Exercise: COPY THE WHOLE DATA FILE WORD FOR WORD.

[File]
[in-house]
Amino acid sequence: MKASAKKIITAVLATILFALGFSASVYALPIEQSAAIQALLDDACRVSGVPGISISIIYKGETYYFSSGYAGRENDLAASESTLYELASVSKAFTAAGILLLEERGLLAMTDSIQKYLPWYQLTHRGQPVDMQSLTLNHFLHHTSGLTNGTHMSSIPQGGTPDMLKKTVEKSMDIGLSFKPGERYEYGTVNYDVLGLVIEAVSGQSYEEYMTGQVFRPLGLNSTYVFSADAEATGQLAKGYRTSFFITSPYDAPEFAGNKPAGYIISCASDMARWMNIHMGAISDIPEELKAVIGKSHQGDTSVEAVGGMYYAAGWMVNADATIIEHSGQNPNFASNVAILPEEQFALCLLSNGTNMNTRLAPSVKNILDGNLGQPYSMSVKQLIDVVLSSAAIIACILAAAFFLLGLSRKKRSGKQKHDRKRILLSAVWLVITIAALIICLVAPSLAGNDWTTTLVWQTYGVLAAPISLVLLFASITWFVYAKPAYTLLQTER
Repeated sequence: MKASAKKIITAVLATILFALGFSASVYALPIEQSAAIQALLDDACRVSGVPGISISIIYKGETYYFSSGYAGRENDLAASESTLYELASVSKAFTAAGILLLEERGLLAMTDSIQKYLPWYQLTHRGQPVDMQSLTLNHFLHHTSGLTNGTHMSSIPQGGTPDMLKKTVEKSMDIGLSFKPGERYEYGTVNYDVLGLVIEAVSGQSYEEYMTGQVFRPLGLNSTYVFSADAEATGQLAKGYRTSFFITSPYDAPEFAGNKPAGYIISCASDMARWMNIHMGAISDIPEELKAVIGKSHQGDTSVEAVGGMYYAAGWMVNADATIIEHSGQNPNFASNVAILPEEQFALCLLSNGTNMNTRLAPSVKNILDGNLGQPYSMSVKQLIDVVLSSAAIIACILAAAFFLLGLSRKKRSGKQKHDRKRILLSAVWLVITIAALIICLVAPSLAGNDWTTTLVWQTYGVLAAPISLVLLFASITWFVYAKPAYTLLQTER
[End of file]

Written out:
[in-house]
Amino acid sequence: MKASAKKIITAVLATILFALGFSASVYALPIEQSAAIQALLDDACRVSGVPGISISIIYKGETYYFSSGYAGRENDLAASESTLYELASVSKAFTAAGILLLEERGLLAMTDSIQKYLPWYQLTHRGQPVDMQSLTLNHFLHHTSGLTNGTHMSSIPQGGTPDMLKKTVEKSMDIGLSFKPGERYEYGTVNYDVLGLVIEAVSGQSYEEYMTGQVFRPLGLNSTYVFSADAEATGQLAKGYRTSFFITSPYDAPEFAGNKPAGYIISCASDMARWMNIHMGAISDIPEELKAVIGKSHQGDTSVEAVGGMYYAAGWMVNADATIIEHSGQNPNFASNVAILPEEQFALCLLSNGTNMNTRLAPSVKNILDGNLGQPYSMSVKQLIDVVLSSAAIIACILAAAFFLLGLSRKKRSGKQKHDRKRILLSAVWLVITIAALIICLVAPSLAGNDWTTTLVWQTYGVLAAPISLVLLFASITWFVYAKPAYTLLQTER
Repeated sequence: MKASAKKIITAVLATILFALGFSASVYALPIEQSAAIQALLDDACRVSGVPGISISIIYKGETYYFSSGYAGRENDLAASESTLYELASVSKAFTAAGILLLEERGLLAMTDSIQKYLPWYQLTHRGQPVDMQSLTLNHFLHHTSGLTNGTHMSSIPQGGTPDMLKKTVEKSMDIGLSFKPGERYEYGTVNYDVLGLVIEAVSGQSYEEYMTGQVFRPLGLNSTYVFSADAEATGQLAKGYRTSFFITSPYDAPEFAGNKPAGYIISCASDMARWMNIHMGAISDIPEELKAVIGKSHQGDTSVEAVGGMYYAAGWMVNADATIIEHSGQNPNFASNVAILPEEQFALCLLSNGTNMNTRLAPSVKNILDGNLGQPYSMSVKQLIDVVLSSAAIIACILAAAFFLLGLSRKKRSGKQKHDRKRILLSAVWLVITIAALIICLVAPSLAGNDWTTTLVWQTYGVLAAPISLVLLFASITWFVYAKPAYTLLQTER